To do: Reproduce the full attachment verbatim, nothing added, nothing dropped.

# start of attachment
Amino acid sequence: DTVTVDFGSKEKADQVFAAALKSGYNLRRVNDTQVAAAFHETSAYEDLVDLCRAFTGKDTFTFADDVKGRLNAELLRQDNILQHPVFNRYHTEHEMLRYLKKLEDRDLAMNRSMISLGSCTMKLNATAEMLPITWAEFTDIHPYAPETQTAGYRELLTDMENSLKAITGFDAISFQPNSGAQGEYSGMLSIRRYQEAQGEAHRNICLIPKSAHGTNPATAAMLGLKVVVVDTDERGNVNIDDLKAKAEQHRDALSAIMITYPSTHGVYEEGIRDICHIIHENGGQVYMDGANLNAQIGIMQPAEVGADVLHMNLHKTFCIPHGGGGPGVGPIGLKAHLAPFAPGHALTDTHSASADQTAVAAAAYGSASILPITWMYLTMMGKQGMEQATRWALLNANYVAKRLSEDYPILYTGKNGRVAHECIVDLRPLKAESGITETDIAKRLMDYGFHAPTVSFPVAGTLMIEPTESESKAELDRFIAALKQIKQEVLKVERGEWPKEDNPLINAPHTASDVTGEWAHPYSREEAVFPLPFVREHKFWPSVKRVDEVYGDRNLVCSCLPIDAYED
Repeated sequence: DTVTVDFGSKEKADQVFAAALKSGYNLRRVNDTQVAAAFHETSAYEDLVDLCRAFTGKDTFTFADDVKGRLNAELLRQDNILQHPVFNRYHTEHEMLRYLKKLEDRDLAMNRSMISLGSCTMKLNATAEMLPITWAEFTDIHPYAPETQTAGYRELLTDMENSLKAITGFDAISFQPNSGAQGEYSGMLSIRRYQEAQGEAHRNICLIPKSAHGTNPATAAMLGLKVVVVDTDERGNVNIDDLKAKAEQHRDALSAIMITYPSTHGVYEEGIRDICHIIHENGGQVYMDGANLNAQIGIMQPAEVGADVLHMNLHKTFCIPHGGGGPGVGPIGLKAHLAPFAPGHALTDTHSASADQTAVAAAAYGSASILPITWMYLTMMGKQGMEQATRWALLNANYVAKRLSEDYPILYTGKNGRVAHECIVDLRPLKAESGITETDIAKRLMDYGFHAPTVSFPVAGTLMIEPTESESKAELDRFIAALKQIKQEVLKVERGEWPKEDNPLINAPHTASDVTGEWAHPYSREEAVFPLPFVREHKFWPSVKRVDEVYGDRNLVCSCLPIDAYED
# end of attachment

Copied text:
Amino acid sequence: DTVTVDFGSKEKADQVFAAALKSGYNLRRVNDTQVAAAFHETSAYEDLVDLCRAFTGKDTFTFADDVKGRLNAELLRQDNILQHPVFNRYHTEHEMLRYLKKLEDRDLAMNRSMISLGSCTMKLNATAEMLPITWAEFTDIHPYAPETQTAGYRELLTDMENSLKAITGFDAISFQPNSGAQGEYSGMLSIRRYQEAQGEAHRNICLIPKSAHGTNPATAAMLGLKVVVVDTDERGNVNIDDLKAKAEQHRDALSAIMITYPSTHGVYEEGIRDICHIIHENGGQVYMDGANLNAQIGIMQPAEVGADVLHMNLHKTFCIPHGGGGPGVGPIGLKAHLAPFAPGHALTDTHSASADQTAVAAAAYGSASILPITWMYLTMMGKQGMEQATRWALLNANYVAKRLSEDYPILYTGKNGRVAHECIVDLRPLKAESGITETDIAKRLMDYGFHAPTVSFPVAGTLMIEPTESESKAELDRFIAALKQIKQEVLKVERGEWPKEDNPLINAPHTASDVTGEWAHPYSREEAVFPLPFVREHKFWPSVKRVDEVYGDRNLVCSCLPIDAYED
Repeated sequence: DTVTVDFGSKEKADQVFAAALKSGYNLRRVNDTQVAAAFHETSAYEDLVDLCRAFTGKDTFTFADDVKGRLNAELLRQDNILQHPVFNRYHTEHEMLRYLKKLEDRDLAMNRSMISLGSCTMKLNATAEMLPITWAEFTDIHPYAPETQTAGYRELLTDMENSLKAITGFDAISFQPNSGAQGEYSGMLSIRRYQEAQGEAHRNICLIPKSAHGTNPATAAMLGLKVVVVDTDERGNVNIDDLKAKAEQHRDALSAIMITYPSTHGVYEEGIRDICHIIHENGGQVYMDGANLNAQIGIMQPAEVGADVLHMNLHKTFCIPHGGGGPGVGPIGLKAHLAPFAPGHALTDTHSASADQTAVAAAAYGSASILPITWMYLTMMGKQGMEQATRWALLNANYVAKRLSEDYPILYTGKNGRVAHECIVDLRPLKAESGITETDIAKRLMDYGFHAPTVSFPVAGTLMIEPTESESKAELDRFIAALKQIKQEVLKVERGEWPKEDNPLINAPHTASDVTGEWAHPYSREEAVFPLPFVREHKFWPSVKRVDEVYGDRNLVCSCLPIDAYED